The acceptance of a new technology or paradigm depends on our ability to visualize how it will look in the end. That appears to be a problem with service-oriented architecture (SOA). Propylon CTO Sean McGrath lamentsthat it's difficult to form a mental picture of what, exactly, an SOA is supposed to look like. The XML guru points out that's either because "SOA is a new area and theindustry is still coalescing around the key abstractions," or, perhaps,"there are no pictures of an SOA because there is nothing much underthe acronym to draw pictures of."
SearchWebServices.com also continues its search for meaning, and provides this update on how people are defining SOA. The definition that seems to be getting the most kudos is one put forth by Michael Champion, R&D specialist with Software AG. "Services that provide something of value to those who know how to requestand consume them, without having to know how to produce that value. SOAis an approach to building software applications as collections ofautonomous services that interact without regard to each other'splatform, data structures, or internal algorithms."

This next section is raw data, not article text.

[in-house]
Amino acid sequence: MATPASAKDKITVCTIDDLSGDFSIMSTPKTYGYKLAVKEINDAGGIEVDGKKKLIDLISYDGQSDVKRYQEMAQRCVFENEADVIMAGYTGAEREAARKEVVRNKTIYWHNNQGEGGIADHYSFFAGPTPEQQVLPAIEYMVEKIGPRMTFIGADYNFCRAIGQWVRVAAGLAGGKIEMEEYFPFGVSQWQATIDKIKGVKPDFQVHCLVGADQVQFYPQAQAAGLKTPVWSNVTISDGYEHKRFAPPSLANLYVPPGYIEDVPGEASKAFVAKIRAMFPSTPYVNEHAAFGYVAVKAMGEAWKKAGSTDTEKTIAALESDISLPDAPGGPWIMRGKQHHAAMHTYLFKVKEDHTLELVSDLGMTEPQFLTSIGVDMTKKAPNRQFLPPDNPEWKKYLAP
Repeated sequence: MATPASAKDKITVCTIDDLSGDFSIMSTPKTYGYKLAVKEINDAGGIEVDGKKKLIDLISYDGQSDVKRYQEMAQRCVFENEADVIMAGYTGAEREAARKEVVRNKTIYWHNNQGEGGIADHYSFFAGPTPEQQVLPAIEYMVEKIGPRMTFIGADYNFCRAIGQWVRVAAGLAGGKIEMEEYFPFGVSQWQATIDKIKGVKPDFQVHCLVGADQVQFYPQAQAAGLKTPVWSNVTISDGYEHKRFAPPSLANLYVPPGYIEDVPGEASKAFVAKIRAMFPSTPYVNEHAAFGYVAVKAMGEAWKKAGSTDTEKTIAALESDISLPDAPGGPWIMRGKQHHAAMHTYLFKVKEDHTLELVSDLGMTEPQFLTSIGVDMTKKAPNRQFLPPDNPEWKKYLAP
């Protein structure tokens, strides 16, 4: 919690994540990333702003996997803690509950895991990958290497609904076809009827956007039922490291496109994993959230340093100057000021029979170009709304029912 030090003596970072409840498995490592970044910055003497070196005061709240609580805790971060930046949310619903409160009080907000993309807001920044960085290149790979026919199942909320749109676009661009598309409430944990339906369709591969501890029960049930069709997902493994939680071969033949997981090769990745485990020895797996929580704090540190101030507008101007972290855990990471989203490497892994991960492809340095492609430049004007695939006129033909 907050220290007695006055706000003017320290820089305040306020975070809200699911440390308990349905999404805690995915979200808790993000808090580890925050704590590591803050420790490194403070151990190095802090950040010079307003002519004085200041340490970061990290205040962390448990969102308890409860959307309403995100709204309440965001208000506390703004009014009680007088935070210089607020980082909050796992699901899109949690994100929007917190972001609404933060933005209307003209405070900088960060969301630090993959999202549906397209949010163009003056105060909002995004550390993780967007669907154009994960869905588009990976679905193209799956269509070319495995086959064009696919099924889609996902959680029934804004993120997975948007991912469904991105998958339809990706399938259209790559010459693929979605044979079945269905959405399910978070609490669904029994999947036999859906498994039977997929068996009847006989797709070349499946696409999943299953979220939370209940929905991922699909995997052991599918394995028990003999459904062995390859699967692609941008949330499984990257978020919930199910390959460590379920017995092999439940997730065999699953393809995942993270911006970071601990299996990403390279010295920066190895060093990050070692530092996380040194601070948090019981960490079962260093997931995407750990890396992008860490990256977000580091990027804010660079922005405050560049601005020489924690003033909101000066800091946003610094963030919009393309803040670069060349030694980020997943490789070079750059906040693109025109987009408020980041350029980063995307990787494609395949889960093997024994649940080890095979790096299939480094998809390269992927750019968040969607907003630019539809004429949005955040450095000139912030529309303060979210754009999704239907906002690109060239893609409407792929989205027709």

Now if only people could interact with each other this way.
For purposes of this blog, wedefine SOA, or Service-Oriented Architecture, as an intelligent networkof reusable Web services-enabled applications invoked in support ofbusiness processes. An SOA could be two or more Web services,loosely coupled but acting in concert, providing a purchase order flowbetween a customer and a supplier. Eventually, well see multi-serviceSOAs encompassing processes that stretch across the enterprise. But we like Michael Champion's definition as well.